The mahjong game between Iwao Washizu and Akagi is about to commence and with the dangerous house rules put in place, this could easily go south at any moment. However Akagi is not satisfied with the 20 million wager and requests that Iwao increases it, tenfold. But it will take a lot to convince Iwao.
The Genius Who Descended Into the Darkness
The Awakening of Talent
The Sinister Scheme
A True Outlaw
The Treacherous Tse Ii Men
The Picaro's Talent
An Innocent Devil
The Sign of Rebirth
The Authenticity of Genius
The Announcement of the Counterattack
The Foundation for Despair
The Magic of Coincidence
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Kaiji Ito is as pathetic a person as they come; a man who gambles his days away, only winning enough to lose significantly more. He hates himself, is riddled with envy for others, but is ultimately too weak to think of a way out of his massive debts. Then one day he is approached by a strange man who offers him what seems the solution of a lifetime – to...
26 people think you'll like this
You immediately think of Akagi when you watch Kaiji, and vice versa. The similarity is in the character design, colour/tones, and especially the drama! The intense, competitive feel you experienced in Akagi is also expressed in Kaiji. You'll definitely like one if you like the other.
Being similar in everything except for the character line-up and background story, you'll definitely enjoy Akagi and Kaiji. It is safe to assume that both series take place in the same 'world'. Both feature extreme forms of gambling in combination with yakuza practices.
Both Akagi and Kaiji deal with the characters being put into high stake gambles. By using their wit and talent they might just get out of it alive.
While examining an old Go board in his grandfather's basement, twelve-year-old Shindo Hikaru is possessed by the restless spirit of Sai, an ancient Go master who has waited for over one thousand years to play the Hand of God: the perfect move. Sai convinces Hikaru to act as a vessel for making his moves, but it is soon clear that Hikaru also enjoys Go and...
7 people think you'll like this
Both Hikaru no Go and Akagi are based on the games of Go and Mahjong. Even though Akagi has a much darker side then Hikaru no Go, both of the lead characters are extremely talented boys that are dragged into playing a game (Akagi=Mahjong, Hikaru=Go) in which they have to face the best to meet their goals.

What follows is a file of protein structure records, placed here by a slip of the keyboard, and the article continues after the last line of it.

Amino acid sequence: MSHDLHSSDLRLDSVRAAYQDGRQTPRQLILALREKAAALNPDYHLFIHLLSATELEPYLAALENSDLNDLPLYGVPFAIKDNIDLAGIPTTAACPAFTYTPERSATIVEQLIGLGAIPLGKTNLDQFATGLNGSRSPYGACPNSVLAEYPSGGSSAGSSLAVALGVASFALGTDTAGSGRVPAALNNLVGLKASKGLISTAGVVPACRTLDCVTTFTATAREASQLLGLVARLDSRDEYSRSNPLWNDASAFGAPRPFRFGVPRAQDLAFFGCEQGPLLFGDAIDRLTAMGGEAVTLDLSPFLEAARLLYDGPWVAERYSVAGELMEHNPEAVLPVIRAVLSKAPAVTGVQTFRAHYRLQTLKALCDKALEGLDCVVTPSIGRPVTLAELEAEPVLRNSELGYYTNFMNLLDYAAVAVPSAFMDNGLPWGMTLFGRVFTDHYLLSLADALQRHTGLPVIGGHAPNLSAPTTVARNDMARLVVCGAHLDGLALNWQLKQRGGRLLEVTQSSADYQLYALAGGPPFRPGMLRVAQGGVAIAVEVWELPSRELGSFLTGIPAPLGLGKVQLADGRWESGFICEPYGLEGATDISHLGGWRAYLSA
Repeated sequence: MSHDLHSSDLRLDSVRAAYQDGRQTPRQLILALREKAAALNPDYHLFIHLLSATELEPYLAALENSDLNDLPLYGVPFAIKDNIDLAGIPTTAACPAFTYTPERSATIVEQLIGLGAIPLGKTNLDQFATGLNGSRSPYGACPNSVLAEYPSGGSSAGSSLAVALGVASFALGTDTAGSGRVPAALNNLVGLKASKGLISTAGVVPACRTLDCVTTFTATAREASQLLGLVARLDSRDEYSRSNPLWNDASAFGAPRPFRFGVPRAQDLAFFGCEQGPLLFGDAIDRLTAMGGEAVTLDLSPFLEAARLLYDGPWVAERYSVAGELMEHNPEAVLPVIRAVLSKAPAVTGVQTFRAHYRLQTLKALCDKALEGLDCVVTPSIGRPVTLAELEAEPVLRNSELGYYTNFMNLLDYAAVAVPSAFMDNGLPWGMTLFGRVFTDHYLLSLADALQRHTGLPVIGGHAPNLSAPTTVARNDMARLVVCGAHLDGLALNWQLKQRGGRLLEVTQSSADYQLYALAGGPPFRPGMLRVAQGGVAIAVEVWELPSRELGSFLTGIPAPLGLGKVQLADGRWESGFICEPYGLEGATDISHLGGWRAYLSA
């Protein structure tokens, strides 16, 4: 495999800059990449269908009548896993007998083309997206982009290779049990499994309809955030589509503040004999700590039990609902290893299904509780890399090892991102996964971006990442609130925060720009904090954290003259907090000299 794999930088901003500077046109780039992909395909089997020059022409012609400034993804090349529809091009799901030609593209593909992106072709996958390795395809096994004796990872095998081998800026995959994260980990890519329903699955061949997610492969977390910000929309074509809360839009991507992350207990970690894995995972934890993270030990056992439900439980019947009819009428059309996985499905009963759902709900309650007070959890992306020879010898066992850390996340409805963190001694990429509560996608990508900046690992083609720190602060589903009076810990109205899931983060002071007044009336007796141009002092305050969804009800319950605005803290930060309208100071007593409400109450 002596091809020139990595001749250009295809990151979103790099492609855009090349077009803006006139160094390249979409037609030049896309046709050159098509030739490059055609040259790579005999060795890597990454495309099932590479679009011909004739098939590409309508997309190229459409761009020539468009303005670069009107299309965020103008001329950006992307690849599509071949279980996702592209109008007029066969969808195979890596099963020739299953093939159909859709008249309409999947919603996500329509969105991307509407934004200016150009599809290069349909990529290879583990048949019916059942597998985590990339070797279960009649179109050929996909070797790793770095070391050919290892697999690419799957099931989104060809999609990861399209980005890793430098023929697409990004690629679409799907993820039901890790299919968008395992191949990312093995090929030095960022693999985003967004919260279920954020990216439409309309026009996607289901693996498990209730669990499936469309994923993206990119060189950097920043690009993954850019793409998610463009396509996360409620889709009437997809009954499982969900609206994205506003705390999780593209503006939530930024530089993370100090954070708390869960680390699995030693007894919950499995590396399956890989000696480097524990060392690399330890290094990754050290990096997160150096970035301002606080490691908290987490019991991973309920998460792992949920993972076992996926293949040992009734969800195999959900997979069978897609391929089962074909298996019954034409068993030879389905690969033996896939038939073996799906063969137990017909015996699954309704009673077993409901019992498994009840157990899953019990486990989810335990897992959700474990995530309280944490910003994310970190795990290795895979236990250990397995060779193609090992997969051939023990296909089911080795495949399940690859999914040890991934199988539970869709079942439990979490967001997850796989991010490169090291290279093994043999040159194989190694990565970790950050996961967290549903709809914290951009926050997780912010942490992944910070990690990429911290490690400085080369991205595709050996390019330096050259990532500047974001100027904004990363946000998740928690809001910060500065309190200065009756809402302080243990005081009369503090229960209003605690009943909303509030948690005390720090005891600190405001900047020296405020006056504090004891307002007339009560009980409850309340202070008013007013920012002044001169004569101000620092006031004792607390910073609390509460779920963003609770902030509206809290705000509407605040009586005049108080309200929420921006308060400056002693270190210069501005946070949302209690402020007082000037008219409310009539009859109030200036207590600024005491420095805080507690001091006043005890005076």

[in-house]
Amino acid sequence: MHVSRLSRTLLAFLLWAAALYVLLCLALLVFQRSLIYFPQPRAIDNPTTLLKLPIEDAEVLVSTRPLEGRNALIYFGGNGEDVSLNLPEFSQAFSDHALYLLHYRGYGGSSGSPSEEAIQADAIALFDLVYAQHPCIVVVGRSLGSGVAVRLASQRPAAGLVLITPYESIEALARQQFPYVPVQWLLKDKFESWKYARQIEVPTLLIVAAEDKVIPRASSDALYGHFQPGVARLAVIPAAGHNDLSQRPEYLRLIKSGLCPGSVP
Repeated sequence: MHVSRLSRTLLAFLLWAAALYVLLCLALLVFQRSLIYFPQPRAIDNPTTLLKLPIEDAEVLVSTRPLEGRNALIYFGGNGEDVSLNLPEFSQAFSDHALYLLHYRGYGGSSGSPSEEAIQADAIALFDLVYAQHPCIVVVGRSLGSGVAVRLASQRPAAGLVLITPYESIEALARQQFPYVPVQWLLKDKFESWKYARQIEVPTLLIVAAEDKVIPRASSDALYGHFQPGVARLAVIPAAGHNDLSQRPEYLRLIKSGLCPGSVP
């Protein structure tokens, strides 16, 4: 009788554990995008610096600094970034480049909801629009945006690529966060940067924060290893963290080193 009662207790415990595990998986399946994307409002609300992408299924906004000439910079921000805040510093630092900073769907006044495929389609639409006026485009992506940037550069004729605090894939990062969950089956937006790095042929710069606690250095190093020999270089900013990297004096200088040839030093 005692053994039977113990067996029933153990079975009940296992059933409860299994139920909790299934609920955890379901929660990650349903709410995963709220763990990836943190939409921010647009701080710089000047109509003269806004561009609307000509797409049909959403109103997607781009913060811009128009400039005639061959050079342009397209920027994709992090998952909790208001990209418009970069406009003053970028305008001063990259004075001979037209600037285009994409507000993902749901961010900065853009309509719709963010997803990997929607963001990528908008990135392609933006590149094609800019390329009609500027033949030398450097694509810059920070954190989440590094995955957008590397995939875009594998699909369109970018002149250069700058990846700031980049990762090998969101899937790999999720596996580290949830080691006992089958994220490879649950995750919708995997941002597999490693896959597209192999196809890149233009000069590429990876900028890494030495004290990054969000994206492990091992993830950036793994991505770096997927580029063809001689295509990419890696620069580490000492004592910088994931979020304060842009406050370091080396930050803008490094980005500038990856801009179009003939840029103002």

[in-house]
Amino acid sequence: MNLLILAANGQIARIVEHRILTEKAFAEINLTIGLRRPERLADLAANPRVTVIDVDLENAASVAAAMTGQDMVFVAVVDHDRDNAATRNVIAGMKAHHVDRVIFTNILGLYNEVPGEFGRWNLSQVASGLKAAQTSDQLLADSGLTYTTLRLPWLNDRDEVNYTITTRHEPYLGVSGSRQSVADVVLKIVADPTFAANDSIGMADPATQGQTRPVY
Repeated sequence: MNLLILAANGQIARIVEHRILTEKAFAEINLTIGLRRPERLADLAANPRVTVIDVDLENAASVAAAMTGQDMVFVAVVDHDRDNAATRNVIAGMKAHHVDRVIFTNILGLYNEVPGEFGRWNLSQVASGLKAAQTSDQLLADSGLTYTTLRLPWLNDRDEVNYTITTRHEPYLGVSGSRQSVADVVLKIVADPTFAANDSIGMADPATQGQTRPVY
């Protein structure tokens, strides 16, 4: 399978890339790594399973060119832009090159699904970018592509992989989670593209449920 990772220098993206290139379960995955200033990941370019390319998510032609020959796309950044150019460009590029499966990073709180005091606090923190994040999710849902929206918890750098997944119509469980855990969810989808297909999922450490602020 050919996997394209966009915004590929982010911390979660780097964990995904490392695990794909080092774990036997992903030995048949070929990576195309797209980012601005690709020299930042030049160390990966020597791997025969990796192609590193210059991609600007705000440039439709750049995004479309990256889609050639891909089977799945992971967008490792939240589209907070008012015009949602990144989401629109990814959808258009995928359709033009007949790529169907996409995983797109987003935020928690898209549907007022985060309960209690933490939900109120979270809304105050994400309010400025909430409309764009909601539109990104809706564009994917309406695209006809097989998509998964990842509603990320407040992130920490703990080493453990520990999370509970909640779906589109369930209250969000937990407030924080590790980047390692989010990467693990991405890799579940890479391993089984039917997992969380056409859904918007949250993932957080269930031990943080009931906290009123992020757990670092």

Both Hikaru no Go and Akagi deal with games that are not too well-known how to play outside of Asia. While watching, you can learn about the games while enjoying stories that revolve around them. Hikaru no Go deals with Go and is more of an upbeat anime for all ages to enjoy. Akagi deals with Mahjong and is a darker anime that deals with the underground (Yakuza & games where the loser dies, etc.) and is more of a PG-13 type anime.
Both HnG and Akagi rely heavily on tension which is developed through board game playing. They're both excellent series that involve the same basic principle of an unknown rookie player furthering himself through competitions, in order to compete with better players. Often times the mahjong pieces in Akagi are even thrown down in the same manner as the marble pieces in Hikaru no Go.
Have you ever felt like the world would be a better place if certain people weren’t around? Such grim daydreams might occur when watching the dismal daily news, but on one fateful day, Light Yagami finds that these daydreams can become reality. By pure happenstance, he comes across a black notebook entitled "Death Note", whose text within...
5 people think you'll like this
Even though Akagi is about Mahjong, what drives it are the battles of wit and intellect, not to mention risk-taking, that its protagonist endures for money, reputation, and life. It's riveting, filled with suspense, and is light on action and heavy on brains. In other words, very similar in dynamics to what makes Death Note great.
Therefore, if you enjoyed Akagi, you'll be sure to enjoy Death Note. Throw in supernatural powers, replace Mahjong with Death itself, and add engaging character development, and you've got Death Note. Have an apple and be overwhelmed.
Both Akagi and Death Note follow the life of a boy genius, tracing his devious antics as he strives to become God (Death Note in a more literal sense, Akagi less so). Both plot lines are progressive, manga-lead stories, which genuinely keep you in a state of suspense.
Both Akagi and Death Note run on the basic principle of manipulation, trickery, and mind battles. While in one this is done on an actual game board, in the other it is performed through a man's pursuit to create his ideal world. While everything else is different, the core that the shows are built upon is the same. If you liked Akagi, you will adore Death Note. If you liked Death Note, you will probably like Akagi.